No preview · Article · Jul 2014 · Journal of biological regulators and homeostatic agents
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    ABSTRACT: Mast cells (MCs) derive from a distinct precursor in the bone marrow and are predominantly found in tissues at the interface between the host and the external environment where they can secrete mediators without overt degranulation. Mast cells mature under local tissue microenvironmental factors and are necessary for the development of allergic reactions, through crosslinking of their surface receptors for IgE (FcεRI), leading to degranulation and the release of vasoactive, pro-inflammatory and nociceptive mediators that include histamine, pro-inflammatory and anti-inflammatory cytokines and proteolytic enzymes. Multiple sclerosis (MS) is an autoimmune disease characterized by inflammatory demylination within the central nervous system. MCs are involved in the pathogenesis of MS by generating various vasoactive mediators and cytokines and participate in the destruction of the myelin sheath and the neuronal cells. The process of the development of demyelinating plaques in MS is probably linked with the rupture of the blood-brain barrier by MC products. The effects of natalizumab, which is a very effective drug in reducing the annualized relapse rate and other relapse-based endpoints, are discussed. Here, we report the relationship between MCs and MS.
    No preview · Article · Jul 2014 · International journal of immunopathology and pharmacology
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    ABSTRACT: Human mast cells (first described in 1879 by Paul Ehrlich) develop from committed precursors in the bone marrow expressing the differentiation marker CD34+ and distinct from the three other myeloid cells. Mast cells are present in various tissues especially near blood vessels, epithelia and nerves and they are activated by cross-linking of FcεRI, but also by a number of neuropeptides. NGF mediates a number of inflammatory and autoimmune states in conjunction with an increased accumulation of mast cells which appear to be involved in neuroimmune interactions and tissue inflammation. Here we report some relationships between mast cells and nerve growth factor (NGF).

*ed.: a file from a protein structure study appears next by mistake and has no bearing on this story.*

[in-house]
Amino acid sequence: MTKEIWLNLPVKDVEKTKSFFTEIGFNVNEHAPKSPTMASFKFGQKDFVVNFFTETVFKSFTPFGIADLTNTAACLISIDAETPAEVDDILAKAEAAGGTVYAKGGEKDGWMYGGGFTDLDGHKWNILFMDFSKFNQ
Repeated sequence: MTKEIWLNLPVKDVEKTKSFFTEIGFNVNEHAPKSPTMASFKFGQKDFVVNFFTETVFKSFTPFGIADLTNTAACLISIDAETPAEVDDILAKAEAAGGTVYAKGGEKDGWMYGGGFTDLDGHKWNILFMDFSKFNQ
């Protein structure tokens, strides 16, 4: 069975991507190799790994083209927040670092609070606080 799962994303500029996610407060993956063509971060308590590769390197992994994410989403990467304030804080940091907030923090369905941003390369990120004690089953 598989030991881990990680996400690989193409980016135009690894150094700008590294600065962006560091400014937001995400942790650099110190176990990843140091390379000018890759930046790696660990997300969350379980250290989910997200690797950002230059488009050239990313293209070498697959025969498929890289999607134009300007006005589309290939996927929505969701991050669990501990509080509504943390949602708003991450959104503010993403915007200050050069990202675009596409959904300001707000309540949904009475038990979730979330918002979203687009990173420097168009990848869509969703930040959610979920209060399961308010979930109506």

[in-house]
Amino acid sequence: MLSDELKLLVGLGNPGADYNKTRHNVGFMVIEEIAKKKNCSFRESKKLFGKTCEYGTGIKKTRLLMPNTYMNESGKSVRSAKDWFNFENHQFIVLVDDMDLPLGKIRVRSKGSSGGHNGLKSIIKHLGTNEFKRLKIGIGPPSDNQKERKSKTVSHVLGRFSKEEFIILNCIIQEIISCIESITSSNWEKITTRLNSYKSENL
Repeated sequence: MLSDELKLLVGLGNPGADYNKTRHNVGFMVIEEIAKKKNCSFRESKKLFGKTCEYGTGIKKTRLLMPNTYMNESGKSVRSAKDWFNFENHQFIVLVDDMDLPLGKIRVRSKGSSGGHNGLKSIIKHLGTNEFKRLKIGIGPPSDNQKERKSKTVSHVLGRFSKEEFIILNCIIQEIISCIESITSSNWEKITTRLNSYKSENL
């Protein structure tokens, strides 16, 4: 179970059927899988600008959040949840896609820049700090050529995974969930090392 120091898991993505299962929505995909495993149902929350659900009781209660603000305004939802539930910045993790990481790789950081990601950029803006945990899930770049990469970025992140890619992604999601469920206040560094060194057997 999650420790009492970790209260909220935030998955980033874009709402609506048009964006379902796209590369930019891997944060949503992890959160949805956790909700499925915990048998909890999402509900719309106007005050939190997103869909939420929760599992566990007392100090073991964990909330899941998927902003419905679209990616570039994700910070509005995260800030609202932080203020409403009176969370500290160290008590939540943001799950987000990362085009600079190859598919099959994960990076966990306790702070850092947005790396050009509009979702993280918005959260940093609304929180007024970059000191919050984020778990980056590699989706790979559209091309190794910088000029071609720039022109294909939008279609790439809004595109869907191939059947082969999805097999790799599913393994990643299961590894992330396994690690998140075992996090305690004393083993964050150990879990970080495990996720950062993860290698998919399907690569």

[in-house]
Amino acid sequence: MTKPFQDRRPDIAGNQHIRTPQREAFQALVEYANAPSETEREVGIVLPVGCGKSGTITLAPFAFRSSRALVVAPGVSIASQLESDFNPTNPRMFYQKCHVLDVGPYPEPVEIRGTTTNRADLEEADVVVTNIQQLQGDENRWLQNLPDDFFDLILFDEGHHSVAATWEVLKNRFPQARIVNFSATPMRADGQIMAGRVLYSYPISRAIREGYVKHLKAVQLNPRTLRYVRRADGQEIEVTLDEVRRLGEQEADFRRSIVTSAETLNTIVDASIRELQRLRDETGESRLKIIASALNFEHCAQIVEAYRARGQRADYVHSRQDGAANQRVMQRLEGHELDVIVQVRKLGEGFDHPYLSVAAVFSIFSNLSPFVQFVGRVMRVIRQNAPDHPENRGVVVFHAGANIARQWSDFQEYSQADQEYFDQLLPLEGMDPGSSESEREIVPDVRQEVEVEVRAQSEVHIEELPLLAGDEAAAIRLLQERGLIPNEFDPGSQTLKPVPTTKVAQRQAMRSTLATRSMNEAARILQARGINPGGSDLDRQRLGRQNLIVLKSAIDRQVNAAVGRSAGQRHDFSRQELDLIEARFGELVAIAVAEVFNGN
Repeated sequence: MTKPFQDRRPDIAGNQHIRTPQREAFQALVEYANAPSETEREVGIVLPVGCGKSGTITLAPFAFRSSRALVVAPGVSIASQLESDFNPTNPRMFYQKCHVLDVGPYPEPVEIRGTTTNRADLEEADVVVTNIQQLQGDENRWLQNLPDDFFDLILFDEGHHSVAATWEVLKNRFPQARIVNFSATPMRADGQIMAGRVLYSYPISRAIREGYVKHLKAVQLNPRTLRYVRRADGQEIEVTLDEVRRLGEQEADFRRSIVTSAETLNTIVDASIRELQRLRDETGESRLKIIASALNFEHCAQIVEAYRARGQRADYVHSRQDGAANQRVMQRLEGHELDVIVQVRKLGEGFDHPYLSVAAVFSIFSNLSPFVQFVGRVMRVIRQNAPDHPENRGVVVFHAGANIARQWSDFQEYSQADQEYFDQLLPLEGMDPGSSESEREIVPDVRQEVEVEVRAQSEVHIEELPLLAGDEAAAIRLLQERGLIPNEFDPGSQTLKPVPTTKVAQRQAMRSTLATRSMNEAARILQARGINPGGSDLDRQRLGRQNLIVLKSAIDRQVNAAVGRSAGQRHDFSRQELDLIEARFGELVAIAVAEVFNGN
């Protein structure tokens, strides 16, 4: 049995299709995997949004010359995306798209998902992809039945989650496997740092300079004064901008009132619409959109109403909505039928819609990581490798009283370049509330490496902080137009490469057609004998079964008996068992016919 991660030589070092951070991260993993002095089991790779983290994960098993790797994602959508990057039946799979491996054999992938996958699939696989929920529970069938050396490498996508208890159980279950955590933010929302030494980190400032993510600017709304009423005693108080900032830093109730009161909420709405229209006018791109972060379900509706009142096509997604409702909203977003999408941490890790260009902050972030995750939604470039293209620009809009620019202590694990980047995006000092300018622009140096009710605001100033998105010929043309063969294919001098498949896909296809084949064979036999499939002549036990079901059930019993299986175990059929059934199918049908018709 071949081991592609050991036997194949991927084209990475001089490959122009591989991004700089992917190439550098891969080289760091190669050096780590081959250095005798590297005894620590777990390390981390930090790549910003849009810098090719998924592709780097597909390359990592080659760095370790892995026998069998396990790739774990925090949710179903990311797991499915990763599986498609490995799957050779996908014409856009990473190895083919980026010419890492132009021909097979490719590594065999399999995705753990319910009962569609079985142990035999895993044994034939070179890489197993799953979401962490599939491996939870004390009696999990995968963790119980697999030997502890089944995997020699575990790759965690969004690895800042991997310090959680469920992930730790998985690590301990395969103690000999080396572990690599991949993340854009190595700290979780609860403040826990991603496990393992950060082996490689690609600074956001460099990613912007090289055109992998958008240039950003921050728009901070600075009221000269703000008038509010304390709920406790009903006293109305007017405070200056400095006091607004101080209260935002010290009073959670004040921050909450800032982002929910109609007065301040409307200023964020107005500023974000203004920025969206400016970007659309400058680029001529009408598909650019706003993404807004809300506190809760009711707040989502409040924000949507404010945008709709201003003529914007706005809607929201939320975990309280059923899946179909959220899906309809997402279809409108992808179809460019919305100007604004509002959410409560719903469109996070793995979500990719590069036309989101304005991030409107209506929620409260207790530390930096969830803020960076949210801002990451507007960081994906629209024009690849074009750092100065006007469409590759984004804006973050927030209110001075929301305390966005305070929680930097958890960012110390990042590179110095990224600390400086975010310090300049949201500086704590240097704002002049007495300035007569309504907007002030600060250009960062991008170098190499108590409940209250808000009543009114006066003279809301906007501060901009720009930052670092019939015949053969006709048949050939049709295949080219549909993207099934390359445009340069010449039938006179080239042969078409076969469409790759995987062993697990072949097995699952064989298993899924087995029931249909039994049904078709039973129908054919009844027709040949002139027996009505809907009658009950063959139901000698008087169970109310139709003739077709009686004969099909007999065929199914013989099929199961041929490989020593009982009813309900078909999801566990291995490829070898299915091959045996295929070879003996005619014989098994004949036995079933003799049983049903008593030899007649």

Full-text · Article · Jul 2014 · International journal of immunopathology and pharmacology
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    ABSTRACT: Asthma is a chronic inflammatory disease of the lung and its pathophysiology is initiated by mast cell activation in response to the antigen binding to IgE receptor as well as by TH2 cell activation. Mast cells are well established effector cells in asthma where they exacerbate the inflammatory response, playing a key role in early phase, degranulating and increasing histamine. Human mast cells possess high affinity IgE receptors and are ubiquitous but predominantly localized in mucosal and connective tissue and are distributed along blood vessels. There are two types of mast cells: connective tissue mast cells (TC) and mucosal mast cells (T mast cells). TC mast cells contain more heparin, whereas T mast cells contain more chondroitin sulfate. In asthma, mast cell activation can trigger degranulation, releasing secretory granule complex and preformed mediators, such as histamine and proteases, along with the synthesis of leukotrines and prostaglandins, and induction of cytokines and chemokines. Leukotrine inhibitors and omalizumab, which inhibits IgE, both relieve the asthma exacerbation when administered to humans and permit to reduce the use of other drugs. The release of cytokines by mast cells, such as TNF-alpha, IL-1, IL-6 and IL-33, participate in the pathogenesis of asthma. Stress worsens asthma, and this effect is also mediated by mast cell activation through the release of cytokines. Administration of IL-33 in experimental animals provokes pathological effects in the mucosal tissues and augments antibody IgE and IgA in blood vessels. Here, we report the impact of mast cell biology in asthma pathogenesis.